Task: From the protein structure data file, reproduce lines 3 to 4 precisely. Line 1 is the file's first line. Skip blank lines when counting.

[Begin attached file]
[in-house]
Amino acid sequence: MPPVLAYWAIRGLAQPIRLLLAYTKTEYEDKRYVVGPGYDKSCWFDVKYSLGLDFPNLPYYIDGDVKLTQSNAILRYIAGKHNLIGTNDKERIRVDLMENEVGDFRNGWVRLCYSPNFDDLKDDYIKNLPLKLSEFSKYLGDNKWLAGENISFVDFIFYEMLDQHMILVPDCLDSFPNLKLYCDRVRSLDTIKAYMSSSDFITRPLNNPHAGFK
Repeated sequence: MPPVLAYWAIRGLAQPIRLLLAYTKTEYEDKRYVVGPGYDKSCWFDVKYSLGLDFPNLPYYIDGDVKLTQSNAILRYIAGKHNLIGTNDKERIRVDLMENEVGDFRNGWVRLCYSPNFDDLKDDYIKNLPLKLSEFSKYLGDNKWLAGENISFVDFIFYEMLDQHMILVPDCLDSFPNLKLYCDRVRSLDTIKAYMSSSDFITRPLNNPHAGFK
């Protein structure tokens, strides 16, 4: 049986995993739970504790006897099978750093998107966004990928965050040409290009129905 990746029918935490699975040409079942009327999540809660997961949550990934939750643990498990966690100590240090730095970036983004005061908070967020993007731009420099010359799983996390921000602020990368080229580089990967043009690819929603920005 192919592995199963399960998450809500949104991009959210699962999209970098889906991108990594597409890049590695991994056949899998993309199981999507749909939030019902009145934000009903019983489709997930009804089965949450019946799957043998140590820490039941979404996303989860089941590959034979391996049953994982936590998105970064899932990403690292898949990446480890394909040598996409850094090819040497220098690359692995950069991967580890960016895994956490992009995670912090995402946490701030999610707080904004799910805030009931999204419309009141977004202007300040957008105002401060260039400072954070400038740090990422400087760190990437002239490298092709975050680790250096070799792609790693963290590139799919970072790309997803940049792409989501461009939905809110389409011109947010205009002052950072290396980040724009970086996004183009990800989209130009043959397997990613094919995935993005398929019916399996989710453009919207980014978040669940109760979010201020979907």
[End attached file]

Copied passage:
Repeated sequence: MPPVLAYWAIRGLAQPIRLLLAYTKTEYEDKRYVVGPGYDKSCWFDVKYSLGLDFPNLPYYIDGDVKLTQSNAILRYIAGKHNLIGTNDKERIRVDLMENEVGDFRNGWVRLCYSPNFDDLKDDYIKNLPLKLSEFSKYLGDNKWLAGENISFVDFIFYEMLDQHMILVPDCLDSFPNLKLYCDRVRSLDTIKAYMSSSDFITRPLNNPHAGFK
């Protein structure tokens, strides 16, 4: 049986995993739970504790006897099978750093998107966004990928965050040409290009129905 990746029918935490699975040409079942009327999540809660997961949550990934939750643990498990966690100590240090730095970036983004005061908070967020993007731009420099010359799983996390921000602020990368080229580089990967043009690819929603920005 192919592995199963399960998450809500949104991009959210699962999209970098889906991108990594597409890049590695991994056949899998993309199981999507749909939030019902009145934000009903019983489709997930009804089965949450019946799957043998140590820490039941979404996303989860089941590959034979391996049953994982936590998105970064899932990403690292898949990446480890394909040598996409850094090819040497220098690359692995950069991967580890960016895994956490992009995670912090995402946490701030999610707080904004799910805030009931999204419309009141977004202007300040957008105002401060260039400072954070400038740090990422400087760190990437002239490298092709975050680790250096070799792609790693963290590139799919970072790309997803940049792409989501461009939905809110389409011109947010205009002052950072290396980040724009970086996004183009990800989209130009043959397997990613094919995935993005398929019916399996989710453009919207980014978040669940109760979010201020979907």